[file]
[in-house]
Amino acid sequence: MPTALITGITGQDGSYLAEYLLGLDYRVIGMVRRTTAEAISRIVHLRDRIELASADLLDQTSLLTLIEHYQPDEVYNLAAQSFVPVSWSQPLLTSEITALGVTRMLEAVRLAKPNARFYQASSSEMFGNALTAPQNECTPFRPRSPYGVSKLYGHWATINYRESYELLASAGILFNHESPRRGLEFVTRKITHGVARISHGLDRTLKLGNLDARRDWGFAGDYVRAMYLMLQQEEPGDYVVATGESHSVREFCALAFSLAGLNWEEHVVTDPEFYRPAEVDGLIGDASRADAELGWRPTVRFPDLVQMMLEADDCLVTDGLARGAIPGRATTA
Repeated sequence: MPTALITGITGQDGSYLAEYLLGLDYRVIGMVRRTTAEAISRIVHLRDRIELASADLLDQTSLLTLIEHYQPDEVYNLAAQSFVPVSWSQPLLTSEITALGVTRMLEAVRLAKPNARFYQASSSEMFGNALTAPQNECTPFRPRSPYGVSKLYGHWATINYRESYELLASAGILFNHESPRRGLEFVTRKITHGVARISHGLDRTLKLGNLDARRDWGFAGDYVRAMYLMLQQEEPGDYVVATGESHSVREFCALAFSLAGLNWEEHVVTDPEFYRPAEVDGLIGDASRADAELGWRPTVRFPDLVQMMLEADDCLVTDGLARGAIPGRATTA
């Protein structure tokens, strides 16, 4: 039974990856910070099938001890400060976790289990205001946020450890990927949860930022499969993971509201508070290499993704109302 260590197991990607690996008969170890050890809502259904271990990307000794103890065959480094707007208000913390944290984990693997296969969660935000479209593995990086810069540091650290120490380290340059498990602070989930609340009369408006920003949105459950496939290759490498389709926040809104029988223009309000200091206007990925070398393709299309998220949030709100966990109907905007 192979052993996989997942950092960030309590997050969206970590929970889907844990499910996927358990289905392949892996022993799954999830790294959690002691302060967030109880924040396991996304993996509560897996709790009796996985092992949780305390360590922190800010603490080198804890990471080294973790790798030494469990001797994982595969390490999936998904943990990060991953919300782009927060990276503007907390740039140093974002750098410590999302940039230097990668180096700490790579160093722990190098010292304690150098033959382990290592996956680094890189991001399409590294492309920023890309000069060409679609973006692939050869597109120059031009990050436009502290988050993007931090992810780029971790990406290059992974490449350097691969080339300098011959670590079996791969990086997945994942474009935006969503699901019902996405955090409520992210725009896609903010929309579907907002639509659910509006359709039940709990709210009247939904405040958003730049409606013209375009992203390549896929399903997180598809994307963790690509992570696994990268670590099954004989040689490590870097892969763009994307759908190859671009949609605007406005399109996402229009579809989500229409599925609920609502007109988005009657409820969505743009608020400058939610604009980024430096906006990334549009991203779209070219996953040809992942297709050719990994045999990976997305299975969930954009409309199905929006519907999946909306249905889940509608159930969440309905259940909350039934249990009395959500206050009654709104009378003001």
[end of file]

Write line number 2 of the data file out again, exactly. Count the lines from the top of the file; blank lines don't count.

Amino acid sequence: MPTALITGITGQDGSYLAEYLLGLDYRVIGMVRRTTAEAISRIVHLRDRIELASADLLDQTSLLTLIEHYQPDEVYNLAAQSFVPVSWSQPLLTSEITALGVTRMLEAVRLAKPNARFYQASSSEMFGNALTAPQNECTPFRPRSPYGVSKLYGHWATINYRESYELLASAGILFNHESPRRGLEFVTRKITHGVARISHGLDRTLKLGNLDARRDWGFAGDYVRAMYLMLQQEEPGDYVVATGESHSVREFCALAFSLAGLNWEEHVVTDPEFYRPAEVDGLIGDASRADAELGWRPTVRFPDLVQMMLEADDCLVTDGLARGAIPGRATTA